Inside Golf : Inside Golf Dec 14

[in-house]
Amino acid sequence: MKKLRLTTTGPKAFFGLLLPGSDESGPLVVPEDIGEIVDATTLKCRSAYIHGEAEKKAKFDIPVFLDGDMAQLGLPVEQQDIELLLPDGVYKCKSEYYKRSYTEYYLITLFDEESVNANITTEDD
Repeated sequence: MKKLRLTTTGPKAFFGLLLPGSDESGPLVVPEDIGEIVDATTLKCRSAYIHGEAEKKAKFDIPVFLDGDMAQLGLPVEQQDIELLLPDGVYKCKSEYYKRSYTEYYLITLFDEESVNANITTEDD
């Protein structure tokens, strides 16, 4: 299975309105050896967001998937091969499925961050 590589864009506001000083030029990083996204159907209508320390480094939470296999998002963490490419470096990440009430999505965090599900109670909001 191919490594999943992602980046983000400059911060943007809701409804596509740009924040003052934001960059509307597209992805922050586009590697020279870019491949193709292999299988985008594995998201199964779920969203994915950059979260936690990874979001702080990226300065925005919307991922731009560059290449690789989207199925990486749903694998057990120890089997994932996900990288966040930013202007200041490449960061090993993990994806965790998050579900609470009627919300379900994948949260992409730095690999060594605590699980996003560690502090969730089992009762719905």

rules 60 December 2014 | www.insidegolf.com.au b. c. (ii) c. (i) Frank Gal Chairman of Rules Committee Golf NSW Relief from Water Hazards What’s the Rule? W hy do the Rules prescribe penalties for taking relief from some situations and not others? Basically, the Rules provide free relief when there is interference from objects that are not really part of the course such as buildings, seats, pathways, roads etc. (Rule 24 Obstructions), or from parts of the course not in proper condition, such as casual water, GUR etc. (Rule 25 Abnormal Ground Conditions). Water Hazards, however, are natural and regular playing features of the course. Accordingly, when a ball cannot be played from a water hazard and the player elects to take relief, a penalty of one stroke equivalent to the recovery stroke which the player might otherwise have played, is added to his/her score. The characteristics and relevant features of water hazards can vary greatly, and practical considerations require that Rule 26 provides the player with some degree of choice in the procedures that may be adopted upon electing to take relief. The first major consideration is whether the ball has entered a water hazard defined by yellow stakes or lines or a lateral water hazard defined by red stakes or lines. Water Hazards If the ball has entered a water hazard (yellow stakes or lines), then in addition to playing the ball as it lies without penalty (if possible); the player has two options. Under a penalty of one stroke he or she may: a. Play a ball from where he or she last played, or b. Drop a ball behind the hazard on an extension of the line from the hole to the point at which the ball last crossed the margin of the hazard with no limit to how far behind the hazard the ball may be dropped. The illustration highlights that the reference point in determining where to drop under option b is that point where the ball last crossed the margin of the water hazard. The ball may be dropped behind the hazard along the dotted line up to and beyond point b. Note also that Rule 26 advises that the player may drop “a ball” unlike Rules 24-2b and Rule -25-1b that stipulate the player must lift and play “the ball”. This means that a player is entitled to substitute a ball when taking relief under the water hazard Rule. Lateral Water Hazards The procedure to be followed when the ball lies in or is lost in a lateral water hazard may be identical to that prescribed for Water Hazards shown above, in some circumstances. However, most often this is not practicable and the procedure required is a little more complex. We now turn our attention to Lateral Water Hazards which are defined by red stakes or lines. By and large, lateral water hazards run in the same general direction as the hole and most balls enter a lateral water hazard from the side of the hazard. It is therefore either impracticable or unlikely that the player will be able to drop a ball behind the water hazard keeping the last point of entry between the player and the hole which is the basic requirement of the prescribed procedure when taking relief from ordinary water hazards. Accordingly, whenever the ball lies in or is lost in a Lateral Water Hazard, Rule 26- 1c (p.103) provides the player with two additional options. Once it has been established that the ball has entered a lateral water hazard (red stakes or lines), then in addition to playing the ball as it lies without penalty (if possible); the player has four options. Under a penalty of one stroke he/she may: a. Play a ball from where the ball was last played, or b. Drop a ball behind the hazard on an extension of the line from the hole to the point at which the ball last crossed the margin of the hazard with no limit to how far behind the hazard the ball may be dropped, or c.(i) Drop a ball outside the hazard within two club-lengths of and not nearer the hole than the point where the ball last crossed the margin of the hazard, or c.(ii) Drop a ball outside the hazard within two club-lengths of and not nearer the hole than a point on the opposite side of the hazard equidistant from the hole. Note that options a. and b. are the options available when taking relief from a water hazard (yellow markings). These options are also available when taking relief from a lateral water hazard (red markings). On most occasions, because of the natural features of lateral water hazards and practical considerations the player is limited to options a. and c.(i) or c.(ii) with option c.(i) the most favoured. ASK THE EXPERT When a ball on the green is marked and lifted, then cleaned, and then the ball is replaced, but the marker is left, is the ball in play, or only in play once the marker is removed? Every day on the US Tour we see the marker left, with the player, e.g ., Jim Furyk, then lining up the ball with the marker still in place. What if the ball is accidentally moved? Can you putt with the marker still in place? WHEN IS THE BALL CONSIDERED TO BE IN PLAY? Once the ball is placed on the green, or when the marker is removed. And what if the marker is not removed, can you play a ball that is not in play? Keith Courts Thank you for your question Keith. This area of the rules causes much confusion for players. Rule 20-4 is the applicable Rule and it states that a lifted ball is in play when it is dropped or placed. The ball is back in play the moment it is replaced; the fact that the ball- marker is still in position does not alter this. If the object used to mark the ball is still in position when the ball is replaced, the player is entitled to again lift the ball or to touch and rotate it (Decision 18-2a/33). Rule 20-1 tells us that if the ball or ball-marker is accidentally moved in the process of lifting the ball there is no penalty. This also applies if the accidental movement occurs when the ball is rotated. Of itself, there is no problem if a player leaves a small object, such as a ball-marker or a tee used to mark the position of a ball in place while making a stroke. However if the marker was left in position to assist the player with his or her play (e.g. for alignment) the player would be in breach of the rules. If a player leaves the marker in position on a regular basis, the Committee would be justified in asking the player to cease doing so. I hope this answers your questions. Frank a. b. The illustration clearly illustrates that options a. and b. are also available when taking relief from a lateral water hazard. Option c.(ii) is generally ignored by most because they are either unaware of it or they don’t know how to proceed under this option: The diagram below illustrates the meaning of the “opposite margin” in Rule 26-1c(ii). If a ball last crossed the margin of the hazard at X1, the point on the opposite margin equidistant from the hole is at Y1. Therefore, a ball may be dropped within two club-lengths of X1 or Y1. The same applies to “X3 –Y3” and “X4 – Y4”. However, a straight line from X2 to Y2 crosses land outside the hazard. Therefore, Y2 is not a point on the opposite margin from X2. If a ball last crossed the margin at X2, a ball may be dropped within two club-lengths of X2, but not within two club-lengths of Y2. On occasion, it may be a definite advantage to drop a ball within two club-lengths of the opposite margin. The available dropping area may have shorter grass and provide potentially better lies after a ball is dropped. The line of play may also be significantly better if the hazard does not need to be negotiated again from that side or if trees are no longer interfering with play. Unfortunately, golf isn’t “fair” and the option of dropping on the X1 X2 Y1 Y2 X3 X4 Y4 Y3 DIRECTION OF PLAY LATERAL WATER HAZARD LATERAL WATER HAZARD opposite side of a lateral water hazard is often unavailable, simply because the opposite margin doesn’t exist in all cases. In addition to the case of X2 and Y2 in the diagram, the opposite margin may coincide with the course boundary and playing from an area out of bounds is not permitted under the Rules. However, if an opposite margin does exist, dropping a ball in that area may be the best option. Remember, though, that this option is only available if the ball lies in a lateral water hazard (red stakes or lines). a.